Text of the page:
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  39.  60
    Mathematical and Moral Disagreement.Silvia Jonas - forthcoming - Philosophical Quarterly.
    The existence of fundamental moral disagreements is a central problem for moral realism and has often been contrasted with an alleged absence of disagreement in mathematics. However, mathematicians do in fact disagree on fundamental questions, for example on which set-theoretic axioms are true, and some philosophers have argued that this increases the plausibility of moral vis-à-vis mathematical realism. I argue that the analogy between mathemat- ical and moral disagreement is not as straightforward as those arguments present it. In particular, I (...)
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  40. Metalogic and the Overgeneration Argument.Salvatore Florio & Luca Incurvati - 2019 - Mind 128 (511):761-793.
    A prominent objection against the logicality of second-order logic is the so-called Overgeneration Argument. However, it is far from clear how this argument is to be understood. In the first part of the article, we examine the argument and locate its main source, namely, the alleged entanglement of second-order logic and mathematics. We then identify various reasons why the entanglement may be thought to be problematic. In the second part of the article, we take a metatheoretic perspective on the matter. (...)
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  41. Set-Theoretic Pluralism and the Benacerraf Problem.Justin Clarke-Doane - forthcoming - Philosophical Studies:1-18.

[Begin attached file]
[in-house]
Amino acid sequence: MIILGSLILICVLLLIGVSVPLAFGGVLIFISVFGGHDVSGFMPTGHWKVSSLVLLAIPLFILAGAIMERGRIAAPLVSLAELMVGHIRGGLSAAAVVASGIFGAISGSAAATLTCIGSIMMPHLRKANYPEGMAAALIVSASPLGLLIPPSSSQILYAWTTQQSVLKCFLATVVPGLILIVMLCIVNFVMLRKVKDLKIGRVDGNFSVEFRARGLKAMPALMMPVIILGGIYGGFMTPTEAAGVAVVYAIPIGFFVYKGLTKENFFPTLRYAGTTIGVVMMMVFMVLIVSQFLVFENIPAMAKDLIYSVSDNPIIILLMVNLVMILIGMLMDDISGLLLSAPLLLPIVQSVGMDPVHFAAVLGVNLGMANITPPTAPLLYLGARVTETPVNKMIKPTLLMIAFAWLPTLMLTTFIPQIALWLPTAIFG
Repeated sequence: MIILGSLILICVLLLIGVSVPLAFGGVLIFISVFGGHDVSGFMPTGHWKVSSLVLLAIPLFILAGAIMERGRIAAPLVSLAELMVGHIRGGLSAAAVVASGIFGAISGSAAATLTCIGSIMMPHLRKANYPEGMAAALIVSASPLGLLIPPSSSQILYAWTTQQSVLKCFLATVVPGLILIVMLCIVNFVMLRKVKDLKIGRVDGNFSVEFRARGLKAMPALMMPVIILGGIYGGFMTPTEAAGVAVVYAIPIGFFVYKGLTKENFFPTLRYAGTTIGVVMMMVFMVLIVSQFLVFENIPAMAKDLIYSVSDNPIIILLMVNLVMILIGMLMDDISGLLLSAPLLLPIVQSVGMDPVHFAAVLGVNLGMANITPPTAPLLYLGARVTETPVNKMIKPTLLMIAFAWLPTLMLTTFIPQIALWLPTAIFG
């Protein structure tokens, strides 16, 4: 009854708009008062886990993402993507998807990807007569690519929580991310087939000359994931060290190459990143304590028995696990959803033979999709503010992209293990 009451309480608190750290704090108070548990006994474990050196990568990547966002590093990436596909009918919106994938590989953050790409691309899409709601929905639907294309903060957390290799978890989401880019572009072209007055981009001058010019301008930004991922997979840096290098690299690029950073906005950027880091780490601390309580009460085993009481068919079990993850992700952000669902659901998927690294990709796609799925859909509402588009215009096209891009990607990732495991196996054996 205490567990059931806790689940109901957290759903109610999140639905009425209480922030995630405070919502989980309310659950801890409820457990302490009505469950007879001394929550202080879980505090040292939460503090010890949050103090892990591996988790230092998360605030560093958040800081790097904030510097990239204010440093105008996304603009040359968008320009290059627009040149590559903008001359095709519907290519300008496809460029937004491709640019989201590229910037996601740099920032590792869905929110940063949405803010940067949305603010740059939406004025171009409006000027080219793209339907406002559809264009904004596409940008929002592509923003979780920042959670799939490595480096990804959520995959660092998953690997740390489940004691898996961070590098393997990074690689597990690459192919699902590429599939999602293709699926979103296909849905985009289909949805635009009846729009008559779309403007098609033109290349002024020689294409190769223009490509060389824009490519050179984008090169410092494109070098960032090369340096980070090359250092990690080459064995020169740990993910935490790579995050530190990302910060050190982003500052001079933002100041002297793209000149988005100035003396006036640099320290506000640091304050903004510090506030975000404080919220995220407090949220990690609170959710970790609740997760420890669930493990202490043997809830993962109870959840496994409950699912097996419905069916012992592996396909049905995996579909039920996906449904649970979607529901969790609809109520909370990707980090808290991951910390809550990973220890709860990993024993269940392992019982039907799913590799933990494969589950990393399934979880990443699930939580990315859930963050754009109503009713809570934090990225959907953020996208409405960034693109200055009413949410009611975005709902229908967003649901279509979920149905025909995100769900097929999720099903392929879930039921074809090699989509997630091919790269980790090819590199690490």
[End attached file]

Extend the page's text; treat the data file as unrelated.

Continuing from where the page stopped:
Set-theoretic pluralism is an increasingly influential position in the philosophy of set theory (Balaguer [1998], Linksy and Zalta [1995], Hamkins [2012]). There is considerable room for debate about how best to formulate set-theoretic pluralism, and even about whether the view is coherent. But there is widespread agreement as to what there is to recommend the view (given that it can be formulated coherently). Unlike set-theoretic universalism, set-theoretic pluralism affords an answer to Benacerraf’s epistemological challenge. The purpose of this paper is (...)
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  42.  29
    An Alternative Model for Understanding Anaxagoras’ Mixture.David Torrijos-Castrillejo - 2019 - Philosophisches Jahrbuch 126:7-26.
    For Anaxagoras, both before the beginning of the world and in the present, “all is together” and “everything is in everything.” Various modern interpretations abound regarding the identity of this “mixture.” It has been explained as an aggregation of particles or as a continuous “fusion” of different sorts of ingredients. However—even though they are not usually recognized as a distinct group—there are a number of other scholars who, without seemingly knowing each other, have offered a different interpreta- tion: Anaxagoras’ mixture (...)